February 17th, 2017

Stromatoporoids are very common fossils in the Silurian and Devonian of Ohio and Indiana, especially in carbonate rocks like the Columbus Limestone (from which the above specimen was collected). Wooster geologists encountered them frequently on our Estonia expeditions in the last few years, and we worked with at least their functional equivalents in the Jurassic of Israel (Wilson et al., 2008).

For their abundance, though, stromatoporoids still are a bit mysterious. We know for sure that they were marine animals of some kind, and they formed reefs in clear, warm seas rich in calcium carbonate (DaSilva et al., 2011). Because of this tropical habit, early workers believed they were some kind of coral, but now most paleontologists believe they were sponges. Stromatoporoids appear in the Ordovician and are abundant into the Early Carboniferous. The group seems to disappear until the Mesozoic, when they again become common with the same form and life habits lasting until extinction in the Late Cretaceous (Stearn et al., 1999).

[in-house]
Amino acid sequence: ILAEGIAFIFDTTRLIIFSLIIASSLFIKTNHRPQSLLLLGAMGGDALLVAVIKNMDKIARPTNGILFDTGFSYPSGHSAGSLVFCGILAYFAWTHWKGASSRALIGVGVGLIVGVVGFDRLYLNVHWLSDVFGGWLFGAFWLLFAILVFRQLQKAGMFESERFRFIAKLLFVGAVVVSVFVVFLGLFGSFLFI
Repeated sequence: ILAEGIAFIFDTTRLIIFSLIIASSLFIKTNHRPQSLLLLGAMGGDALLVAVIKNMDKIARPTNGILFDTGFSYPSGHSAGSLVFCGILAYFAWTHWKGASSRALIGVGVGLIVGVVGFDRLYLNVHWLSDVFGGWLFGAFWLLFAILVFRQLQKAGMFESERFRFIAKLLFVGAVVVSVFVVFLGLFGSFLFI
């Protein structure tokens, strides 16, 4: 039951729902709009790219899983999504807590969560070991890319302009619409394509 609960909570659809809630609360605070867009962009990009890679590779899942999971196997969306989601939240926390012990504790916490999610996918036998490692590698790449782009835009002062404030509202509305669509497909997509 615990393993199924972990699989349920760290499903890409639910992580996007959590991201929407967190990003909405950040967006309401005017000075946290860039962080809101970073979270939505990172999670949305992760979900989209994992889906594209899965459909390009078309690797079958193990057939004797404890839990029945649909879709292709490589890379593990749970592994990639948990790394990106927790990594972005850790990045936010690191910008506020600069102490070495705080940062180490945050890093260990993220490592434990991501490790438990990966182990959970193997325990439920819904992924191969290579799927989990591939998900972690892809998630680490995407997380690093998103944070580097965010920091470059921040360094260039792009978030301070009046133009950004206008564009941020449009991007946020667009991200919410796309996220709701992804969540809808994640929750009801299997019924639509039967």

The typical stromatoporoid has a thick skeleton of calcite with horizontal laminae, vertical pillars, mounds on the upper surface called mamelons, and dendritic canals called astrorhizae shallowly inscribed on the mamelons. These astrorhizae are the key to deciphering what the stromatoproids. They are very similar to those on modern hard sponges called sclerosponges. Stromatoporoids appear to be a kind of sclerosponge with a few significant differences (like a calcitic instead of an aragonitic skeleton).

Stromatoporoid anatomy from Boardman et al. (1987).

Top surface of a stromatoporoid from the Columbus Limestone showing the mamelons.

There is considerable debate about whether the Paleozoic stromatoporoids are really ancestral to the Mesozoic versions. There may instead be some kind of evolutionary convergence between two groups of hard sponges. The arguments are usually at the microscopic level!